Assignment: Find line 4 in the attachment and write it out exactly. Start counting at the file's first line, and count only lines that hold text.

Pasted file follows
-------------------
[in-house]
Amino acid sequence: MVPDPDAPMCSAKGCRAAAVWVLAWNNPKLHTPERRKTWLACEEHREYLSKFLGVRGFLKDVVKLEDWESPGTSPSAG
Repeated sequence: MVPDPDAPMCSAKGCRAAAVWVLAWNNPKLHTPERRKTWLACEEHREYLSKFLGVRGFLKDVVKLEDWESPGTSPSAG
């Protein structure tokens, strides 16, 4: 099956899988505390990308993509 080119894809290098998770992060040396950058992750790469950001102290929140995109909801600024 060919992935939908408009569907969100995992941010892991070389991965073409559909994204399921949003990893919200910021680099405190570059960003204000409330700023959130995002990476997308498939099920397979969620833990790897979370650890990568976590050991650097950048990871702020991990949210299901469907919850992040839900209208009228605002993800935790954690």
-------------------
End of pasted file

């Protein structure tokens, strides 16, 4: 099956899988505390990308993509 080119894809290098998770992060040396950058992750790469950001102290929140995109909801600024 060919992935939908408009569907969100995992941010892991070389991965073409559909994204399921949003990893919200910021680099405190570059960003204000409330700023959130995002990476997308498939099920397979969620833990790897979370650890990568976590050991650097950048990871702020991990949210299901469907919850992040839900209208009228605002993800935790954690």